Eastern Mediterranean Health Journal | Articles in press | Research articles | Characteristics of women applying for a legal abortion in the Islamic Republic of Iran, 2011–2012

Characteristics of women applying for a legal abortion in the Islamic Republic of Iran, 2011–2012

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S. Fatemeh Vasegh Rahimparvar1, Asieh Jafari2, Fatemeh Hoseinzadeh3, Faezeh Daemi4 and Fatemeh Samadi2

1Nursing and Midwifery Care Research Centre, Midwifery Department, Nursing and Midwifery School, Tehran University of Medical Sciences, Tehran, Islamic Republic of Iran (Correspondence to: S. Fatemeh Vasegh Rahimparvar: This e-mail address is being protected from spambots. You need JavaScript enabled to view it ). 2Iran Legal Medicine Organization Research Centre, Tehran, Islamic Republic of Iran. 3School of Medicine, Gilan University of Medical Sciences, Rasht, Islamic Republic of Iran. 4School of Fine Arts, University of Tehran, Tehran, Islamic Republic of Iran.

ABSTRACT

Background: Legal abortion has been permitted in the Islamic Republic of Iran since 2003 if there is serious and incurable disease that would cause the mother or the fetus suffering.

Aims: This study evaluated the characteristics of women applying for a legal abortion licence to the Tehran Province General Office of Legal Medicine, and compared the findings with earlier studies to evaluate changes over time.

Methods: All women visiting the office between August 2011 and 2012 to apply for a legal abortion licence were interviewed and sociodemographic data, reason for the application and outcome of the application were recorded.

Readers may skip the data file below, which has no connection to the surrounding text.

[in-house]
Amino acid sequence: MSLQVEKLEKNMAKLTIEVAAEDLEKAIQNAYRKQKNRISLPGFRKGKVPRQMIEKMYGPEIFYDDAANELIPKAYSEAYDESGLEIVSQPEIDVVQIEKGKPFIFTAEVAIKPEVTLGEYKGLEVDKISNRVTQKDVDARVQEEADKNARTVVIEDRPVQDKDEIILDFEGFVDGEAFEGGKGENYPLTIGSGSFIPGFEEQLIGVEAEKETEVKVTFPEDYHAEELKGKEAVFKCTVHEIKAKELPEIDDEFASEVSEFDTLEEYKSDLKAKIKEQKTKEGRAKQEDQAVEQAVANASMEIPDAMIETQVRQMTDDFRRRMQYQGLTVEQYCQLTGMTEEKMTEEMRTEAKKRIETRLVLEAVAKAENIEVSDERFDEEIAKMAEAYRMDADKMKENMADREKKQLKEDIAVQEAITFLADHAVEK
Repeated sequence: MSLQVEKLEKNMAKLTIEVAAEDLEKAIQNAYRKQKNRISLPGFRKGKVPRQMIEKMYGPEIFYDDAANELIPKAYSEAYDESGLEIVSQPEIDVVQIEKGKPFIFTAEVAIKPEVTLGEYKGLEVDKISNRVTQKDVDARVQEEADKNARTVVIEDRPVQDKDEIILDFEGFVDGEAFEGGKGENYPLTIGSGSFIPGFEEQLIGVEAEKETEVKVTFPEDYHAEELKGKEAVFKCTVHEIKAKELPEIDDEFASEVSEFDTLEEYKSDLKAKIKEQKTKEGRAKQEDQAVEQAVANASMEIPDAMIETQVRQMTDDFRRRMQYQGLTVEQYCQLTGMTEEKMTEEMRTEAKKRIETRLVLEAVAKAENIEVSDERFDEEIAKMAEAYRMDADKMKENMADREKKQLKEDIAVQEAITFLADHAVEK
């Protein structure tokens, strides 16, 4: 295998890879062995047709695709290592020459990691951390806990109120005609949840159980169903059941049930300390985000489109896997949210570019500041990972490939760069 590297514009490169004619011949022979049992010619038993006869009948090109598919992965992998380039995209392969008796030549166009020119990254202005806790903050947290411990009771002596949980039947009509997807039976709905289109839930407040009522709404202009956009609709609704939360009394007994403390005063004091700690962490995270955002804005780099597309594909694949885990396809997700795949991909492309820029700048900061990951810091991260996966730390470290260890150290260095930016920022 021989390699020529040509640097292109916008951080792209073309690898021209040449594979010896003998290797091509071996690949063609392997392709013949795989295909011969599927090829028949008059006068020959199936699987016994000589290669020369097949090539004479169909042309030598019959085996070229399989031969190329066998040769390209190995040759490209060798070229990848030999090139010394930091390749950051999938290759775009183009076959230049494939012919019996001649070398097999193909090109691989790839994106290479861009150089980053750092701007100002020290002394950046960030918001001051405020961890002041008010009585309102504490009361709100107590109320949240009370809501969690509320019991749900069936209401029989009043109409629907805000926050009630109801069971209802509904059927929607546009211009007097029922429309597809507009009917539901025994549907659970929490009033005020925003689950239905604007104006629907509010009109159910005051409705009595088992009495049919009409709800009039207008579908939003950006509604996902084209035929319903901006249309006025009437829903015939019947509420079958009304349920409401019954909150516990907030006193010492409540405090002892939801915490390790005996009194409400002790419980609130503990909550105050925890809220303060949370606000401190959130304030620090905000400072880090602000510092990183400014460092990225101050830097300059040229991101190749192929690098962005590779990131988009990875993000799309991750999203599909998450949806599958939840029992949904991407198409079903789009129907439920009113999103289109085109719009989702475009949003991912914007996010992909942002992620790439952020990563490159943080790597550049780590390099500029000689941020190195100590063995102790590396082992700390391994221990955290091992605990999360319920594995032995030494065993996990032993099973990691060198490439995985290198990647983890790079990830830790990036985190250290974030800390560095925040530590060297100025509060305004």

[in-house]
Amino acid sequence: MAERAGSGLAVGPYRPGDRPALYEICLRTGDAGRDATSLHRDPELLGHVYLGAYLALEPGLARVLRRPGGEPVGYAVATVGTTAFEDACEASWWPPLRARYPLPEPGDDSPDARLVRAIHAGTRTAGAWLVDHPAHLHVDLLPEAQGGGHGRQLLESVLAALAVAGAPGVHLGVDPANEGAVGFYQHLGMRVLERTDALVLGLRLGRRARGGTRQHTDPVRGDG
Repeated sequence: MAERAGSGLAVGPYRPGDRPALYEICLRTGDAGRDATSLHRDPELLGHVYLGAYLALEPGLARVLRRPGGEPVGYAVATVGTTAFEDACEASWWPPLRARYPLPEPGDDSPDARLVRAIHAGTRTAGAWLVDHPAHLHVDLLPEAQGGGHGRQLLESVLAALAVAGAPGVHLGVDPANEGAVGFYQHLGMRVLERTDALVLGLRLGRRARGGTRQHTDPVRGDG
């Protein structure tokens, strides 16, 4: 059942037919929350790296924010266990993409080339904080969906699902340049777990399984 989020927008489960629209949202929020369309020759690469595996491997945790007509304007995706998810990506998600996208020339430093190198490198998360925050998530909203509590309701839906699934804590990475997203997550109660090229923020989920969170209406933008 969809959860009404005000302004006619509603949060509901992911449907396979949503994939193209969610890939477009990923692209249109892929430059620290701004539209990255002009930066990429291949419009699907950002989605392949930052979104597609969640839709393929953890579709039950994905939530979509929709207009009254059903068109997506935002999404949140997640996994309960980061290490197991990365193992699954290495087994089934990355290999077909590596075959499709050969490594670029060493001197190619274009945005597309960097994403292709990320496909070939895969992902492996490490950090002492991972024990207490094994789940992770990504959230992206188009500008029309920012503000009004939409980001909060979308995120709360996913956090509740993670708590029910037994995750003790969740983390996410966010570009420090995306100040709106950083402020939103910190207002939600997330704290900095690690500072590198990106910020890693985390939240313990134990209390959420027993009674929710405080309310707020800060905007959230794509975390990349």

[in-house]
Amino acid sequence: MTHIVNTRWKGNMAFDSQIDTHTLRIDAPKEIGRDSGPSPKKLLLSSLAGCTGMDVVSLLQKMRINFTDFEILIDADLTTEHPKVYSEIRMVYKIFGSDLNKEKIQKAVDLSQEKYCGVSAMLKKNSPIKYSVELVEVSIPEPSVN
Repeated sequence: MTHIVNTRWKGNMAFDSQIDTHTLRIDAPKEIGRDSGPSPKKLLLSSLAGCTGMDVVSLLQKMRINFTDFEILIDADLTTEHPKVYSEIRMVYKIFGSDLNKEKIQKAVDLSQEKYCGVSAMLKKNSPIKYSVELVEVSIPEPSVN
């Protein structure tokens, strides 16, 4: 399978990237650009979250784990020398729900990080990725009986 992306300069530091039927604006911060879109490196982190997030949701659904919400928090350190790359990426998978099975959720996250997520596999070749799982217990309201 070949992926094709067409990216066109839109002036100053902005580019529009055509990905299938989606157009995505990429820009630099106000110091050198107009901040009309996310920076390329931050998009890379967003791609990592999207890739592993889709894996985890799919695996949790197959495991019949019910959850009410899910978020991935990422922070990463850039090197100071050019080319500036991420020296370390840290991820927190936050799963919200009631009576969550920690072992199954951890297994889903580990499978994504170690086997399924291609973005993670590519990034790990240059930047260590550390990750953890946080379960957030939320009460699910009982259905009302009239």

Results: A total of 1378 women applied for a licence, and 48% were issued. Most applications (80.6%) were for fetal rather than maternal indications and 90.2% of the licences issued were for fetal indications. Most of the applications for fetal indications (53.7%) were granted a licence, while 75.7% for maternal indications were rejected. Neurological abnormalities in the fetus were the most common reason for the application (24.6%) and licences issued (30.7%). Neurological and psychological disorders were the most common maternal reason in all applications (25.7%) and in unsuccessful applications (28.6%). Cardiac disease (23.1%) was the most common maternal reason in successful applications.

Conclusions: Comparison of the results with those of earlier studies shows an increase in the number of women applying for a legal abortion licence and in the number of licences issued. Similar studies are recommended to provide information on the effect of national abortion laws and help improve the legal abortion process in the Islamic Republic of Iran.

Keywords: Pregnancy; Abortion, legal; Abortion licence; Iran

Received: 11/12/15; accepted: 16/11/17

Citation: Vasegh Rahimparvar SF; Jafari A; Hoseinzadeh F; Daemi F; Samadi F. Characteristics of women applying for a legal abortion licence in the Islamic Republic of Iran, 2011–2012. East Mediterr Health J. 2018;24(x):xxx–xxx. https://doi.org/10.26719/emhj.18.001